What Is Revision Surgery?
While joint replacements last a long time, they do not last forever. They may loosen, become infected or fracture like a regular bone. Revision surgery is surgery to fix a failed, infected or worn joint replacement.
Common Reasons for Revision Surgery
The main reasons for revision surgery are:
- Fracture of a bone close to the joint replacement, or a break in the implant itself
- Recurrent dislocation of the joint
- Loosening and degradation of the implant
Candidates for Revision Surgery
Candidates for revision surgery are patients with worn, fractured, unstable or infected artificial joints. Signs of infection include:
- Pain in the joint
- Wound drainage
- Warmth or redness around the joint
- Fever or chills
A joint revision surgery is usually more complex and time-consuming than the original arthroplasty. The surgeon will likely have to remove more of the bone than in the original surgery, and will also have to remove any cement that has held the artificial joint in place. The surgery may take several hours.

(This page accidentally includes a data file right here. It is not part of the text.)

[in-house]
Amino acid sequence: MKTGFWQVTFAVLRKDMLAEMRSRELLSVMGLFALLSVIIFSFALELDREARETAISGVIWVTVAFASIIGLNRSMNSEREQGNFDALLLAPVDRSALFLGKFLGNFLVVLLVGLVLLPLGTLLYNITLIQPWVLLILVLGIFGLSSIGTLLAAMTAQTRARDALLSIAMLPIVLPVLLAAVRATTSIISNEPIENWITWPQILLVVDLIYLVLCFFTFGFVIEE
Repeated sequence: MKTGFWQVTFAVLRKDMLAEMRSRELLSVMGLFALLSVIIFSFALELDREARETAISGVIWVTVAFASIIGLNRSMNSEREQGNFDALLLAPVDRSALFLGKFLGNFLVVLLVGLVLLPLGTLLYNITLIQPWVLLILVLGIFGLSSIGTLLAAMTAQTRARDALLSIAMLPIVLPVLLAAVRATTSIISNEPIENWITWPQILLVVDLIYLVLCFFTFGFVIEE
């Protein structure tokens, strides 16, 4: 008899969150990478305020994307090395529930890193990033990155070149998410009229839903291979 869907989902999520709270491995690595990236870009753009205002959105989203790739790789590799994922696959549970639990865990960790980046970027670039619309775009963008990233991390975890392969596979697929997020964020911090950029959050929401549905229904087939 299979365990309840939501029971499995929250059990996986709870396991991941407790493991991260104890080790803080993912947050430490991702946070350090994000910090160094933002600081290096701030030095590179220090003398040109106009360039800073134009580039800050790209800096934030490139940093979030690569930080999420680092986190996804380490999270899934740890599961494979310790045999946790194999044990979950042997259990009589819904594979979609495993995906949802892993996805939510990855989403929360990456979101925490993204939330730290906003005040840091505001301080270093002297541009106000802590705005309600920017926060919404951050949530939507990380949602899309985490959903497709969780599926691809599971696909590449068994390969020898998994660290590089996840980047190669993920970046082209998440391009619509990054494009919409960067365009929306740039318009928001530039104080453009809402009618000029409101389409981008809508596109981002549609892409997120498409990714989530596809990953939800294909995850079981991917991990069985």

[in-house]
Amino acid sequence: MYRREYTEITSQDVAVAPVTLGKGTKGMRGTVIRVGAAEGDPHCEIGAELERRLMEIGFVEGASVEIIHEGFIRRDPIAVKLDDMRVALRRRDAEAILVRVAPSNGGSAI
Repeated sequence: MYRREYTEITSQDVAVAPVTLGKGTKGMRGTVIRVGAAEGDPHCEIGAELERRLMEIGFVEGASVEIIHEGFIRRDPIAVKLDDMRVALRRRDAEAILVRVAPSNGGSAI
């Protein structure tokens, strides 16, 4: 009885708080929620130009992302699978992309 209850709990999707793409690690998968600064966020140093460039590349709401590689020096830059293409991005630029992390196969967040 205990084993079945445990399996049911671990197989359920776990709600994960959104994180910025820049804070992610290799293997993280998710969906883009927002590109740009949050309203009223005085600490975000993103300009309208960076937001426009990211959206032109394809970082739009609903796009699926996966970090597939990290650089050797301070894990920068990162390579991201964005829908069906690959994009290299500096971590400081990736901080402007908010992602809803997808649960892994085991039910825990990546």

The surgeon will examine the original components and the surrounding tissues to ensure that they are free of infection. Preparing the bones for the revision parts may be difficult due to bone loss from removing the original parts. Then, the surgeon will insert the revision parts.
Recovery from a joint revision surgery is usually longer than the original arthroplasty, but the process is similar. Physicians will use multiple pain control techniques to speed recovery and rehabilitation. Physical therapy will be necessary to speed the healing process, strengthen the muscles around the joint, return range of motion and prepare the joint for bearing weight. In some cases, the doctor may prescribe anticoagulant medication to prevent blood clots.
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